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VIRGINIA BEACH, Va. (AP) — An evening thunderstorm with wind gusts of more than 70 mph caused a cargo ship to run aground, coming to rest just a few hundred feet from the beach and drawing plenty of onlookers from nearby condos and apartments Wednesday morning.

The Coast Guard said the weather was to blame for the grounding of the 751-foot bulk carrier the Ornak and for a collision of two other vessels Tuesday night.

"It's really pretty amazing," Virginia Beach resident Dick Ullman said near the site Wednesday as people gathered to take photos. "This is a first. I've been coming down this way for about 50 years, and I don't remember a ship being blown ashore like this."

The Ornak, which typically hauls coal and gravel, was anchored east of the Chesapeake Bay Bridge Tunnel and ran aground near First Landing State Park.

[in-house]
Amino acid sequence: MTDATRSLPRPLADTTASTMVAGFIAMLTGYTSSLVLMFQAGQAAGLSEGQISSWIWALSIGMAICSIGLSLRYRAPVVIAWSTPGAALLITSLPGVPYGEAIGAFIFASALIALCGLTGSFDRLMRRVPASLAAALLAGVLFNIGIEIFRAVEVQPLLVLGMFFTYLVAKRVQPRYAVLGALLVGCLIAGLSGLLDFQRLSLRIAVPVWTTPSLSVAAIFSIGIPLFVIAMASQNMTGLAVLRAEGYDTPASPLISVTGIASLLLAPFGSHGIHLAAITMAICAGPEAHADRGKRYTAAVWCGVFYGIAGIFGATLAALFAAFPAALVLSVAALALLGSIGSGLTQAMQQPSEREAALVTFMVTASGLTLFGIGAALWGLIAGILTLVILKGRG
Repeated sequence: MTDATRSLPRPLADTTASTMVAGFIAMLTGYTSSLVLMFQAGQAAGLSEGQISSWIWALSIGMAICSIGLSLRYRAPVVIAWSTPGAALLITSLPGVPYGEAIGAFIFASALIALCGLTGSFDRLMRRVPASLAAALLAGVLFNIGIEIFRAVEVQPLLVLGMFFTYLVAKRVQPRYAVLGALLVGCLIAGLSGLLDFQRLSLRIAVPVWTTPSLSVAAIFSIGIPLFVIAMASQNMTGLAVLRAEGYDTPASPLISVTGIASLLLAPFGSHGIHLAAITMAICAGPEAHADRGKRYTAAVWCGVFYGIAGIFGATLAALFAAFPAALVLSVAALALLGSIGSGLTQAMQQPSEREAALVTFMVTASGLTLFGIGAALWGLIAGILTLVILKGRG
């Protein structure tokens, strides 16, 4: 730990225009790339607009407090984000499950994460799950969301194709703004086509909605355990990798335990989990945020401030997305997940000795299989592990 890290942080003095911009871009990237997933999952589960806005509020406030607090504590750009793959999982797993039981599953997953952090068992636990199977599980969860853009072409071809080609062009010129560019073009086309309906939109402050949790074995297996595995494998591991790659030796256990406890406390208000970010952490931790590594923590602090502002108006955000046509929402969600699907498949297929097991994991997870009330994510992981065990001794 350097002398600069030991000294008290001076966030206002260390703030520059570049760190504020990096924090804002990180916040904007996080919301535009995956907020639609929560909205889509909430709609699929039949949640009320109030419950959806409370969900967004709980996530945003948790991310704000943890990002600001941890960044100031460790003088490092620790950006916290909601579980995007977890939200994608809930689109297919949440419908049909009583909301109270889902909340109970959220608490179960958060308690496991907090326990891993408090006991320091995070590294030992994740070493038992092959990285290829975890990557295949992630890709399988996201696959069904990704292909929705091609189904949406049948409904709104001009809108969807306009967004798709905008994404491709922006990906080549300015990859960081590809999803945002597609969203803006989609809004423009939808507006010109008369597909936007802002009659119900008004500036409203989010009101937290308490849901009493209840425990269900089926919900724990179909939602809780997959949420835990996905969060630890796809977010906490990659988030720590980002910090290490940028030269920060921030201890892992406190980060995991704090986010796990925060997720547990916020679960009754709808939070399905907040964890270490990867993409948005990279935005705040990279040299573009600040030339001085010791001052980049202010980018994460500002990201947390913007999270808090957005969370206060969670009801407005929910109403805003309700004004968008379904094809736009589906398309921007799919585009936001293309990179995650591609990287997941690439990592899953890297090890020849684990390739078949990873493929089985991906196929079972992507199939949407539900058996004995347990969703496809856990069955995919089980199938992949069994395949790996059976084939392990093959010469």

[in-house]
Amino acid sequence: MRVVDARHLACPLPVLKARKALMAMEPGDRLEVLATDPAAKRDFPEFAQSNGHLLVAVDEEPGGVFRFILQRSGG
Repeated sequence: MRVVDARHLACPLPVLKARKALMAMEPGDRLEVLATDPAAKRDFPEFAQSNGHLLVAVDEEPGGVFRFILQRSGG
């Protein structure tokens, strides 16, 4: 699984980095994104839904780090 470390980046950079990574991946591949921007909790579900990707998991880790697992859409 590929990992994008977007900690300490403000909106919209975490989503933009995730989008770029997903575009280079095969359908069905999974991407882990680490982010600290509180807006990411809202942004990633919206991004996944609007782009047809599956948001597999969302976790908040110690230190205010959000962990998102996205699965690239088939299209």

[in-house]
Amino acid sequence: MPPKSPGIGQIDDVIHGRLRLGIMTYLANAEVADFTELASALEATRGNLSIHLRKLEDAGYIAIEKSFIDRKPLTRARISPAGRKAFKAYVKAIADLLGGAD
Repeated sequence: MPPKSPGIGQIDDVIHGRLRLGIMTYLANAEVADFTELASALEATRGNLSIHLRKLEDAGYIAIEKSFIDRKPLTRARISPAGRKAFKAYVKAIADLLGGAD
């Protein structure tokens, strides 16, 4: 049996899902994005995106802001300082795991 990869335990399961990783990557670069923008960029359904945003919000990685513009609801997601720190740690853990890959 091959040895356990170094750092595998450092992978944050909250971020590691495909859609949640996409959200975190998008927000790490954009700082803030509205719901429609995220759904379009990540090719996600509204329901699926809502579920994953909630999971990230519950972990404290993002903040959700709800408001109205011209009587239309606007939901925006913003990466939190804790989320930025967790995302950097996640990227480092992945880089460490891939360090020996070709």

No injuries, damage or pollution were reported due to the grounding or the collision. The National Weather Service reported that waves reached 4 to 6 feet during the peak of the storm, with sustained winds from 30 mph to 45 mph.

Officials were trying to determine Wednesday when they would be able to free the ship, with high winds continuing throughout the morning. The ship is owned by a company called Polsteam and sails under a Bahamian flag, according to the Coast Guard.

As the storm swept through southeastern Virginia, it knocked out power to about 28,000 people, according to Dominion Virginia Power.


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The collision occurred about an hour before the grounding in a main shipping channel, the Coast Guard said. The 79-foot rig vessel Petite and the 1,065-foot container ship MSC Charleston were later safely anchored.

Winds also caused 12 ships to drag anchor, the Coast Guard said.